1. Hmmmm ... cornmeal cookies!!??

    Anyway, I've always wondered, was the cornmeal gritty? I've read of indian skulls being found with the the teeth very worn from the stone ground cornmeal.

  2. This post makes me MISS New England so much! I have self-rising cornmeal in the pantry - would that work in these recipes?

  3. New England just got to the top of my places to visit in the US list! And those cookies look great!

  4. OldSoldier: The cookies are amazing! The stone ground cornmeal has a pretty rough texture.

    Courtney: You could probably use the self-rising cornmeal for the cookies (omit baking powder) but not for the pudding.

    Pola, you must visit New England, autumn is also beautiful here.

  5. Nicole: what a romantic post! it must feel so special to return to the place of your childhood summers (for as beautiful as Italy is, this is home for you!). Home is home. Period. I have visited amazing places, but I do tend to romance Italy because it is home to me! Roman looks happy and New England is a magical place (my husband's family is from there). Your thoughts on the ancient lifestyle are so spot on with my recent thoughts on slow food. BTW, we have a type of cornmeal cookies in Italy called "Crumiri" which you might want to try (they are delicious with "Zabaglione"). Sending you love, Amelia

  6. Hi Nichole,
    Many of my childhood summers were spent on the north fork of Long Island, where we swam in the chilly Sound and the warmer Peconic Bay.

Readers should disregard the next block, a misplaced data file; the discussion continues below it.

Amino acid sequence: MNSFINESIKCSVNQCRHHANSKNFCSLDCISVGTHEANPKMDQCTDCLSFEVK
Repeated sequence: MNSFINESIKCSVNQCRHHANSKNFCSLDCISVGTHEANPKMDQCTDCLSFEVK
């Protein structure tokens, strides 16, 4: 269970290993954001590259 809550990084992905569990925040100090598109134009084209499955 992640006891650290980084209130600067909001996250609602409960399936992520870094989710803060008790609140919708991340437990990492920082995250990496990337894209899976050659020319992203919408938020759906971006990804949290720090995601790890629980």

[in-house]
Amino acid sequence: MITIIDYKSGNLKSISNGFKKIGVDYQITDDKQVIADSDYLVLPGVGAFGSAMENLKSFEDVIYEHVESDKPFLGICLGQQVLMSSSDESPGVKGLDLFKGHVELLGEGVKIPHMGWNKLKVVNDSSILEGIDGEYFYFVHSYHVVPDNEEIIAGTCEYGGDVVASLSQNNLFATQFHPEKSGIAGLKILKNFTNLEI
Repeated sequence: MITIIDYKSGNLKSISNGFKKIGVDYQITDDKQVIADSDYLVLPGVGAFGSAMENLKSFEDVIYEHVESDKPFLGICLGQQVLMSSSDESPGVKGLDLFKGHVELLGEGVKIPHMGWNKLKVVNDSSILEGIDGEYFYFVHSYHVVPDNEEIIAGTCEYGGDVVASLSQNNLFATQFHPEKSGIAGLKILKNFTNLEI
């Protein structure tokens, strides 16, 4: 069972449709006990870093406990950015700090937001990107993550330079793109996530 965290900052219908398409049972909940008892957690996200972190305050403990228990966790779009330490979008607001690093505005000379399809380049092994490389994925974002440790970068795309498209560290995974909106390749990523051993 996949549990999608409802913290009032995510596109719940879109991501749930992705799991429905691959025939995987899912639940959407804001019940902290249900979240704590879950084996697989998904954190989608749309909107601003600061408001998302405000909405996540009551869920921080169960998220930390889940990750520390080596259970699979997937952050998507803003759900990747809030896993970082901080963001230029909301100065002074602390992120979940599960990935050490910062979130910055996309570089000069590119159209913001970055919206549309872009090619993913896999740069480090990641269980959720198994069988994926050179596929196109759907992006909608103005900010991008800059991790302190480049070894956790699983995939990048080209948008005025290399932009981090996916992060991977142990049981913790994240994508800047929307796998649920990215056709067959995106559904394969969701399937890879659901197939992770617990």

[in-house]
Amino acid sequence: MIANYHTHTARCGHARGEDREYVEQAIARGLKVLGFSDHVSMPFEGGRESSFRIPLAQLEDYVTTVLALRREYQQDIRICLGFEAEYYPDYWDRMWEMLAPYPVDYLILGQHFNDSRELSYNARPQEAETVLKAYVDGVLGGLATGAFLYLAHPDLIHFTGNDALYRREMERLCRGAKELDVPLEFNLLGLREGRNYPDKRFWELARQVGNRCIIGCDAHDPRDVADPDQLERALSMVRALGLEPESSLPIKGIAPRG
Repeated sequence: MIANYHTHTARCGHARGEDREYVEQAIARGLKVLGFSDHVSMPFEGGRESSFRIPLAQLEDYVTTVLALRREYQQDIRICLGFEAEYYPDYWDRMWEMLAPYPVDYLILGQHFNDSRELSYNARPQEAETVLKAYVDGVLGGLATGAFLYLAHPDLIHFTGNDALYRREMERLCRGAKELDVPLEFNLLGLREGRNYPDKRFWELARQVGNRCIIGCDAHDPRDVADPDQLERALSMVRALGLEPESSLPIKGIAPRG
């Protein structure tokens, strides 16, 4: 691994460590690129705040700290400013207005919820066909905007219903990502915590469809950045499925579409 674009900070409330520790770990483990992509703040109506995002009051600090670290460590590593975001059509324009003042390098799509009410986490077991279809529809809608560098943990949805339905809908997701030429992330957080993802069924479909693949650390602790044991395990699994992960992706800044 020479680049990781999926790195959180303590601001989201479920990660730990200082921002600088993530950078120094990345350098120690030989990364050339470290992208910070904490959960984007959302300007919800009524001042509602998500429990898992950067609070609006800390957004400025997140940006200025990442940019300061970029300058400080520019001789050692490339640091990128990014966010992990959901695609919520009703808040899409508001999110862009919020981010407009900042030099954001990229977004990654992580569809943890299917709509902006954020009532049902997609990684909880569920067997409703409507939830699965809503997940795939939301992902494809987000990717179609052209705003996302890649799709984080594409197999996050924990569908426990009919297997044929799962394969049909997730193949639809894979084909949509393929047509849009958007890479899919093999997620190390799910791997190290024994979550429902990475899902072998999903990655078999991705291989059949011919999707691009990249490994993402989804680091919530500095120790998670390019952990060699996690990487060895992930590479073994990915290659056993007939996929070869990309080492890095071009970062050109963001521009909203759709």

We stayed in little dollhouse cottages built in 1920's.That end of the Island has a distinct New England feel, and your stunning photographs reminded me of that. Lovely.

    Cornmeal is such a staple here in the South, and I enjoy seeing it used in so many creative ways, with different cultural slants. The texture of Dexter's looks amazing--and must yield intense flavor.

  7. This is one of my favorite posts yet. First of all, my friends always tease me because I always find something that triggers the question of how life would have been hundreds of years ago. Also, my childhood summers were spent on the beaches of the Atlantic Ocean, on the tip of Long Island. I love the cold waves, the rugged dunes, the cold days in front of a lit fireplace, the windmills. Roman has grown so much, I hope you are all having a wonderful time. The consistency of the cornmeal is amazing, I am sure the desserts you made were too.

  8. SO beautiful! We too spent our summers as a children on the Atlantic Ocean! My great grandparents built a small house in Avalon NJ and we're fortunate as an extended family to have been able to hold onto it! I remember those same days of staying in the ocean until we were shriveled up like prunes! Again Nicole, your writing, food and photos over the top!!!

  9. The photo of the grist mill is absolutely perfect! I would give anything to sit in the shade of those trees and just absorb the scene. Never been to New England and your pictures make me want to book a vacation NOW :) The cookies and pudding looks delightful, too! Can't wait to try these!

  10. beautiful pictures and sweets
    I haven't had cornmeal cookies before

  11. Absolutely beautiful photographs.

    Cornmeal cookies are new to me too. Will have to keep them in mind to try out.

  12. Your Indian pudding looks scrumptious, especially with that scoop of ice cream. I like my hot water to arrive instantly, but I do still cream my butter and sugar together by hand. And the beach, it is still a magical place for me.

  13. I love this post, so nostalgic and thoughtful. I've never been to Cape Cod, but have heard wonderful things about it. Now when I go, I'll need to track down some delicious cornmeal to bring back to the Pacific Northwest.

  14. I've never been to Cape Cod but your photos tempt. Beautiful! And oooh have long wanted to try making Indian Pudding and now I have a recipe! Thanks!